If you asked me what my novel is going to be about, I’d probably give you a synopsis of the plot. But if you responded, quite rightly, “No, that’s what seems to happen. What’s it really about?” I’d say it’s about memory.
For years, I’ve been mulling over the idea of what memory is and how we hold it, and what there is in our lives and families that is common to the experience of memory. It’s a little like trying to get a grip on a very annoyed trout in a bucket of baby oil.
Now comes the novelist Tim O’Brien, author of The Things They Carried, trying to get his own fists on the fish. In this brief and thoughtful video, he does it quite eloquently.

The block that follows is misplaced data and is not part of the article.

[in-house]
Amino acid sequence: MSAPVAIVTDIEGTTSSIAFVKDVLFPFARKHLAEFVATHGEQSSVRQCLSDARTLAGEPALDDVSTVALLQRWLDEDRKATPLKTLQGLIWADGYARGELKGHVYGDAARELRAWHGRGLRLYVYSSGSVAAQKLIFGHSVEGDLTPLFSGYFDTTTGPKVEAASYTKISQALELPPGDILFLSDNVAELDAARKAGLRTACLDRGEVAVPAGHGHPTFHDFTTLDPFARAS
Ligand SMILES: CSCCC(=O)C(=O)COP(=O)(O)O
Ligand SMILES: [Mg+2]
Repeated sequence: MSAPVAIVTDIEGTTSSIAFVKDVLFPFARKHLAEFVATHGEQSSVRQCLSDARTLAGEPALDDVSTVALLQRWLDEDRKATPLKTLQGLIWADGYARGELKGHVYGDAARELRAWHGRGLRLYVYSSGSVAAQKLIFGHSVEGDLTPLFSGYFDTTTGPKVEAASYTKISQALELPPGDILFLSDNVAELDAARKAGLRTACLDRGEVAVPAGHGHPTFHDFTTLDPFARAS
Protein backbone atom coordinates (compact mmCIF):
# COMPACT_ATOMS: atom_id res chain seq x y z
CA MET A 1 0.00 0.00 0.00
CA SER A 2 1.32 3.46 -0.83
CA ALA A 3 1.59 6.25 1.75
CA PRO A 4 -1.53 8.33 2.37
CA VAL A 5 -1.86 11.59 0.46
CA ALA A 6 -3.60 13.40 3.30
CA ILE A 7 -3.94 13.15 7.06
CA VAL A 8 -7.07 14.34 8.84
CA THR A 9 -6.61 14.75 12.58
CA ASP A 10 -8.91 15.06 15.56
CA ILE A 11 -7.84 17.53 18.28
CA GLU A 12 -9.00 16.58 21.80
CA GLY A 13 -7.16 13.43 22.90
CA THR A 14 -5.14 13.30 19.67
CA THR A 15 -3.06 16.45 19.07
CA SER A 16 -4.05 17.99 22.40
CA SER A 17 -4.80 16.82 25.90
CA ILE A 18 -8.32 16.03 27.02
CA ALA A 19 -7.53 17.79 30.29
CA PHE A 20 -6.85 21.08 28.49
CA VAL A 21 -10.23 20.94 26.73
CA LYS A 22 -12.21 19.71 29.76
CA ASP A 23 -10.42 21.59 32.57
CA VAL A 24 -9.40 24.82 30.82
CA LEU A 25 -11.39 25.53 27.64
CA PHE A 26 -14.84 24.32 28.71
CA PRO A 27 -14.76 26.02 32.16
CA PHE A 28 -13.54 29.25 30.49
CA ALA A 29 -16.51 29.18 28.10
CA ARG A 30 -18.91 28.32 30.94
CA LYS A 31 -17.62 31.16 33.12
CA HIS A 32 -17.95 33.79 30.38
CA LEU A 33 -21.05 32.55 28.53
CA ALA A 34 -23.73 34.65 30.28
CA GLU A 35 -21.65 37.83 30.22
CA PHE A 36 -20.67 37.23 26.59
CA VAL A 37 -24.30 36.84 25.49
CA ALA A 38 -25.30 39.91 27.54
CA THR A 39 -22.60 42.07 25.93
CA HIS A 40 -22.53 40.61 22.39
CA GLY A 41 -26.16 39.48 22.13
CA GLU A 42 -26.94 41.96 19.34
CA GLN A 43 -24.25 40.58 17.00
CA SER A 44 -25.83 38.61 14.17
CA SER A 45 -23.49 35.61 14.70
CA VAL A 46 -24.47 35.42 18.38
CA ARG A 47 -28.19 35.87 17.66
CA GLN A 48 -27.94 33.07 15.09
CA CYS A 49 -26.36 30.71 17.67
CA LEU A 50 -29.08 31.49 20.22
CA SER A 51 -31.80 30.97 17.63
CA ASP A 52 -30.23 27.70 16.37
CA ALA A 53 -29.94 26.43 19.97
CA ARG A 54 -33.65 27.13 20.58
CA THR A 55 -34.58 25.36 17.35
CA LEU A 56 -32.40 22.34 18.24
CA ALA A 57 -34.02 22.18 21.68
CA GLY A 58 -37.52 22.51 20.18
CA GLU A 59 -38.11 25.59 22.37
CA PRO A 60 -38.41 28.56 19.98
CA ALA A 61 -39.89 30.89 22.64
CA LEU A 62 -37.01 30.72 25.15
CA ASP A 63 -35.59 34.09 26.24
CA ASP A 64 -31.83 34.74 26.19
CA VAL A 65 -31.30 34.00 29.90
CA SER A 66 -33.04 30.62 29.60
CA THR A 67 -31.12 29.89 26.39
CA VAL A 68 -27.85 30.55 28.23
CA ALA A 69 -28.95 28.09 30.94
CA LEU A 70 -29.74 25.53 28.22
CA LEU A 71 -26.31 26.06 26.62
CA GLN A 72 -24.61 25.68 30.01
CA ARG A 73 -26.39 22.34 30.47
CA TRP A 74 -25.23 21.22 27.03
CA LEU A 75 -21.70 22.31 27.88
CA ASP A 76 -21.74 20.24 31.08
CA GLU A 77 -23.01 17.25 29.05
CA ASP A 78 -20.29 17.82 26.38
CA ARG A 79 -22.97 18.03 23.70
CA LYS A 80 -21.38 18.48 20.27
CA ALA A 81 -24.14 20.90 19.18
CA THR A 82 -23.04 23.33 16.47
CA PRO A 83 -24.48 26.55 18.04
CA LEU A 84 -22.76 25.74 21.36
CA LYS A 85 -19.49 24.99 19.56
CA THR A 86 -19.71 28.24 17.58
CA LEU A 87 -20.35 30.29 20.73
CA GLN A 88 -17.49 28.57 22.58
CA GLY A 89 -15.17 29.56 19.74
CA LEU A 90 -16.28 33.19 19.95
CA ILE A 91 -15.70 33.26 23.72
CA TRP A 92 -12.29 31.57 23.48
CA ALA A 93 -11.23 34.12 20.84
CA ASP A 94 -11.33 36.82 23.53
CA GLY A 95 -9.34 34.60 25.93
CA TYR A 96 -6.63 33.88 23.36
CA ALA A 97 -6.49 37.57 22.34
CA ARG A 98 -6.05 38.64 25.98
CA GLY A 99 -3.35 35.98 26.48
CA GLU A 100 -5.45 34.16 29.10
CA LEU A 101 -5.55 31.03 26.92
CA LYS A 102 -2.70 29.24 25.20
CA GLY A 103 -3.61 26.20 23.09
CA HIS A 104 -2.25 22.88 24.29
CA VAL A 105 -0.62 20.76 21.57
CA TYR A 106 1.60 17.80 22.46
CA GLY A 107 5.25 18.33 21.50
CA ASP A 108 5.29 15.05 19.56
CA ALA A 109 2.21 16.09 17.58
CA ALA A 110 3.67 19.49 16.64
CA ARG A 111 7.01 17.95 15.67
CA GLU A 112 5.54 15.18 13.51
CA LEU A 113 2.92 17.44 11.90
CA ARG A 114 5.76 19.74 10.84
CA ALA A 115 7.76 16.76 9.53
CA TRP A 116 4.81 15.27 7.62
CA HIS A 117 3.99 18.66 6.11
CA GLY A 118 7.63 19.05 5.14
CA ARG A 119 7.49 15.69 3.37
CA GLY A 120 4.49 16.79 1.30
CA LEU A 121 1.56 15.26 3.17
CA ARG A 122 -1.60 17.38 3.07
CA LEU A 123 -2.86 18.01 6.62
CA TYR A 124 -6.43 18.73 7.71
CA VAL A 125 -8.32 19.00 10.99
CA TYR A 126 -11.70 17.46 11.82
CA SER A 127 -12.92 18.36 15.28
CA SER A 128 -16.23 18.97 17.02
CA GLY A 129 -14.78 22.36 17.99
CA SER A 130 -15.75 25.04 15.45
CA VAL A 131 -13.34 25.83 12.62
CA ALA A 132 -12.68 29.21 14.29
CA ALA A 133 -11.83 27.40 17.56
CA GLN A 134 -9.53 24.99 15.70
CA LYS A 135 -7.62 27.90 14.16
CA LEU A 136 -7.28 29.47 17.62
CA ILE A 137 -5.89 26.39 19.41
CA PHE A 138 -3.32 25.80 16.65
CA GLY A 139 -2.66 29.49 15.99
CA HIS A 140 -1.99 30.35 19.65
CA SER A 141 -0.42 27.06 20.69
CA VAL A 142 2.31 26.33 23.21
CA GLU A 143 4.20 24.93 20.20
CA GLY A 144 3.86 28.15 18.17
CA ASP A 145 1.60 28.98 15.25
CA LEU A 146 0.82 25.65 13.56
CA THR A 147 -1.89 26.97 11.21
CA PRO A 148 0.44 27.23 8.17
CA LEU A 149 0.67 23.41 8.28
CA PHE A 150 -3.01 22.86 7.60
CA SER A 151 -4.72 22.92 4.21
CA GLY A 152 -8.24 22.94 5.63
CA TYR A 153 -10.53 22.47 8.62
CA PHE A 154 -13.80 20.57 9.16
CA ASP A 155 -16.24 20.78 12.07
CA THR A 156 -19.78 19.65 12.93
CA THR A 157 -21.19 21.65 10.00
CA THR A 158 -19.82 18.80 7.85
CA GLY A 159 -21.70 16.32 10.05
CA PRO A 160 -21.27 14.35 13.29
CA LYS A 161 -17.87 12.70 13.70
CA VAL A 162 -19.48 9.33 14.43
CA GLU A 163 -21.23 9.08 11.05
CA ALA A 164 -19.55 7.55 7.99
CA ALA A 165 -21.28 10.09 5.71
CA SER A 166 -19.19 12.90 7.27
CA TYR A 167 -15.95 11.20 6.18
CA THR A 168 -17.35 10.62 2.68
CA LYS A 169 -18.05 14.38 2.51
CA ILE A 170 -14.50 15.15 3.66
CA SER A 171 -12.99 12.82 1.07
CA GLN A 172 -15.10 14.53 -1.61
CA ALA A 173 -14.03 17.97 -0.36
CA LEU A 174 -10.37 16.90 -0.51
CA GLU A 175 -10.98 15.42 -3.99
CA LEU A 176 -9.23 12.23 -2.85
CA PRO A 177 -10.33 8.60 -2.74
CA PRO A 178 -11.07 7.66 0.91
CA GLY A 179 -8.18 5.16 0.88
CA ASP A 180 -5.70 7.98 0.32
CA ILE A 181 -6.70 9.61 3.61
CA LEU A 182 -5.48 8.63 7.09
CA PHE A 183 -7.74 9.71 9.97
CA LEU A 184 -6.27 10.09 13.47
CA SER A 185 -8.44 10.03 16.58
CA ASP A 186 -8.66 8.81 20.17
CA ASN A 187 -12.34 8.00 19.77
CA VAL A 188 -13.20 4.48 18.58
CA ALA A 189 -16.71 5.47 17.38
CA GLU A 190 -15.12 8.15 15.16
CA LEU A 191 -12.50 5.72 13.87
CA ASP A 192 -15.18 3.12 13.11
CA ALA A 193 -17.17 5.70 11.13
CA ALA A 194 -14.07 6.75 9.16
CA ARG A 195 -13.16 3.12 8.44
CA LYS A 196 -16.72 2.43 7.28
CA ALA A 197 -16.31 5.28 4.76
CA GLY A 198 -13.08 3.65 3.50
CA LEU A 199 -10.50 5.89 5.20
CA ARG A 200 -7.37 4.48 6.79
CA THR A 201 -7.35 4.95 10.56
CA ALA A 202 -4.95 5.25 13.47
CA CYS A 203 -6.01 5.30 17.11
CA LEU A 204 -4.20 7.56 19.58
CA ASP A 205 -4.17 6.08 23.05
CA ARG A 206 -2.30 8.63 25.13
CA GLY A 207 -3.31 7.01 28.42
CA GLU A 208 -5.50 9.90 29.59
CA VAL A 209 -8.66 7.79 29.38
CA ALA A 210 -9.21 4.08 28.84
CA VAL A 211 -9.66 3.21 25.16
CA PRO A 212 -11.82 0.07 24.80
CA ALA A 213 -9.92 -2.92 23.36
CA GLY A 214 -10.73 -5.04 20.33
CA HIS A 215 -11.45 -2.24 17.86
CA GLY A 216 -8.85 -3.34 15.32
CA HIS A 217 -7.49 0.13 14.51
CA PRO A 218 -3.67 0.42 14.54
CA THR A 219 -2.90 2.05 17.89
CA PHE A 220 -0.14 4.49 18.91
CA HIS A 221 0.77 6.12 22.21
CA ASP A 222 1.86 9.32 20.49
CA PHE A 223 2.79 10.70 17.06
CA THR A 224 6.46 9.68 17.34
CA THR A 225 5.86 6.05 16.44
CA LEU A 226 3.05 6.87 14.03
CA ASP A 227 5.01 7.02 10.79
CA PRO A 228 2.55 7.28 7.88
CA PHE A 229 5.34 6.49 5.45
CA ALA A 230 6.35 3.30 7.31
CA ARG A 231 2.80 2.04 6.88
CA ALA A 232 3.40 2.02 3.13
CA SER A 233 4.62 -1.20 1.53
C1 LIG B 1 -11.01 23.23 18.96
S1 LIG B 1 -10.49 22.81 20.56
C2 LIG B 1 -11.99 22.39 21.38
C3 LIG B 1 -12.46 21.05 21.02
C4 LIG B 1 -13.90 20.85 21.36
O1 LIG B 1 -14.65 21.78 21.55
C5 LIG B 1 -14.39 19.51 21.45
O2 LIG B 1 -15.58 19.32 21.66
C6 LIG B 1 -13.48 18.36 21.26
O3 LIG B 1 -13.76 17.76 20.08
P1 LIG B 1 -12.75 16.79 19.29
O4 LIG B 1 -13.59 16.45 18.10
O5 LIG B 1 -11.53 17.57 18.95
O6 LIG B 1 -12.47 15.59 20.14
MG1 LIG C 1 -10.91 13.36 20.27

I was going to say something about memory . . . but I forgot what it was. Oh, yeah: Memory is a fleeting archive built of blood and breath and lasts as long as both materials are present.On second thought—as Eric previously surmised—this might just be patter. 😉
Well, perhaps. It was just a chunk of an extemporaneous interview. It didn't leave me clutching my laptop in a psychic maelstrom of hope for my craft. :-)It was patter, but patter on point.
I must be missing something. I found O'Brien's soliloquy neither particularly insightful nor eloquent. It was, to me, just patter.